My Chemical Romance returns

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My Chemical Romance returns

Image © Naki / Getty Images

Image © Naki / Getty Images

Image © Naki / Getty Images

Image © Naki / Getty Images

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Last week, alternative rock legends My Chemical Romance announced a reunion show after their six-year-long split.

The band, who parted ways in March of 2013, gave the world emo anthems, such as “Welcome to the Black Parade,” “Helena” and “I’m Not Okay (I Promise)” in the 2000s and were hailed as icons in the alternative music scene. 

They announced their return on social media with a promotional image for their reunion show, which will be held on Dec. 20 at the Shrine Expo Hall in Los Angeles. Tickets went on sale Nov. 1 at noon and sold out almost instantly, in three minutes to be exact, and many fans are heartbroken over their loss of this once in a lifetime opportunity. Only a select few were able to obtain tickets.

The reunion show, however, has generated a great deal of hype online from both fans and other bands. The band thanked everyone for the warm welcome back on their Instagram page, stating that they did not expect it. 

My Chemical Romance made their debut in 2002 with their album I Brought You My Bullets, You Brought Me Your Love, and they offered free downloads of their music on their MySpace page. This is where they first began to gain somewhat of a following. 

Three Cheers for Sweet Revenge was released in 2004 and went platinum barely one year after its release. The band opened for Green Day on their American Idiot tour and co-headlined Warped Tour 2005 alongside Fall Out Boy. 

They worked with Rob Cavallo, producer of several Green Day albums, on their third album. 

In October of 2006, the album The Black Parade was released. The album garnered positive reviews, and the band set out on a world tour. Kerrang! named the album the fourth-greatest album of 2006. 

2010 saw the release of Danger Days: The True Lives of the Fabulous Killjoys, said to be more polished and confident than The Black Parade. This would be My Chemical Romance’s final album. 

The break up was announced on March 22, 2013, on their official website. Front man Gerard Way assured that there was no bad blood between members, but it was simply time to part ways.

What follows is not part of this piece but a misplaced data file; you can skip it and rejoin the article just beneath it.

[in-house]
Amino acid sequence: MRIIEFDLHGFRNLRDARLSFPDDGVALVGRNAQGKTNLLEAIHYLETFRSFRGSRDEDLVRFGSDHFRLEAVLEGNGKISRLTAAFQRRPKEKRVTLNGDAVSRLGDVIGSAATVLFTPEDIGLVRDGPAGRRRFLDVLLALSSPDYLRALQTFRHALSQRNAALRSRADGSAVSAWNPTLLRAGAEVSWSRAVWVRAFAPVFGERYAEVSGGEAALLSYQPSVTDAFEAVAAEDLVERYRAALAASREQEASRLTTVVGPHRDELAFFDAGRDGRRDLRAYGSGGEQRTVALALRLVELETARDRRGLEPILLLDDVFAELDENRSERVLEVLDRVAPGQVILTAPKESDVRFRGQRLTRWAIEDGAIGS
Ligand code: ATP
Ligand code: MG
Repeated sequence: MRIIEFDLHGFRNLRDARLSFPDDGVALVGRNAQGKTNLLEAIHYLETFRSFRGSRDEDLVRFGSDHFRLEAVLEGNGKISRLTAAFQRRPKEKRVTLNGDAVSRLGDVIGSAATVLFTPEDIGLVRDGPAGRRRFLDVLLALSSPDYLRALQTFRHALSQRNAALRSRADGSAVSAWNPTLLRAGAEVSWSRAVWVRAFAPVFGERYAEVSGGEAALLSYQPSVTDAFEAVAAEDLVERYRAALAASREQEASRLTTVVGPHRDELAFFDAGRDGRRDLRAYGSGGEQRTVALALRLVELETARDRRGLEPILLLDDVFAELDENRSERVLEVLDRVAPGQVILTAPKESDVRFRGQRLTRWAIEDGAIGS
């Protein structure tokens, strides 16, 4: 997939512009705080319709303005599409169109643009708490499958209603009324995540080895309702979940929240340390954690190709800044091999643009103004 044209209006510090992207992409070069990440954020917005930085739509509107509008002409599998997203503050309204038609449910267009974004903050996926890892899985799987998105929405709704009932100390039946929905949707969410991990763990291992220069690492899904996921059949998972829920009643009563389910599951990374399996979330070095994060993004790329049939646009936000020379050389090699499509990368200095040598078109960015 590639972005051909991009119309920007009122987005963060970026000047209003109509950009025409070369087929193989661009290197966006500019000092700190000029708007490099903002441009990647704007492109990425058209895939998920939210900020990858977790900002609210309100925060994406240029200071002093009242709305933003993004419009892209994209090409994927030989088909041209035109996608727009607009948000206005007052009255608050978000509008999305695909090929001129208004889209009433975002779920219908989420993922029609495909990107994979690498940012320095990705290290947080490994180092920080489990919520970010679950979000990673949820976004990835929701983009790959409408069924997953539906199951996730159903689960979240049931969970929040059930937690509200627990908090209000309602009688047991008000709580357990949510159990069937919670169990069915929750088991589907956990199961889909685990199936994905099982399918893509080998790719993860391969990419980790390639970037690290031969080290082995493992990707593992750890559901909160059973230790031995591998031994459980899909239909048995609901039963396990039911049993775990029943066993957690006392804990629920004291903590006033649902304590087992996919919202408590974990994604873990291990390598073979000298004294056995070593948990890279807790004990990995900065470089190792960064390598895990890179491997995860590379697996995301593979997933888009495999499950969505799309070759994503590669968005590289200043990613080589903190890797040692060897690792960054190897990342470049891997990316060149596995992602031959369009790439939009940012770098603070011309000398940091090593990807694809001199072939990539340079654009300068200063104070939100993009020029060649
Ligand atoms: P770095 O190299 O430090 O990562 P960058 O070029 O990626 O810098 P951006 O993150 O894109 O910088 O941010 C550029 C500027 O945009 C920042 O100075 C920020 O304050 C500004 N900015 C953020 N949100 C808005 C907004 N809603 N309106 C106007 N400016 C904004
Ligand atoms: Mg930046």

Post-split, members Gerard Way and Frank Iero embarked on their own respective musical endeavors, but nothing was quite as successful as the emo powerhouse that was My Chemical Romance. The band’s split arguably altered the music scene as a whole.

Since the split, bands such as Fall Out Boy, Panic! at the Disco and Paramore have all morphed into mainstream pop groups. My Chemical Romance was seemingly the glue holding the emo genre together, and when they left the scene, the inspiration fled as well. Their absence has certainly left a gaping void. No group truly brought the dramatic emo theatrics the way they did. 

The genre of rock currently seems to be a stagnant, dull entity right about now. Although Billboard credits bands like Imagine Dragons and twenty one pilots as the top rock artists of 2018, what happened? It seems as though there is no lively, driving presence in the rock scene today. It has adopted a more rehashed, pop-like sound under the guise of rock music. 

This music may be relatively good, but is it rock? My Chemical Romance’s split certainly seems to have contributed to the lack of representation of rock in today’s music. Even with their return, we need a new, artful powerhouse of a rock group to step up and bring the rock scene back to actual rock music. We need a rightful successor to carry on the torch that My Chemical Romance first lit in 2002.

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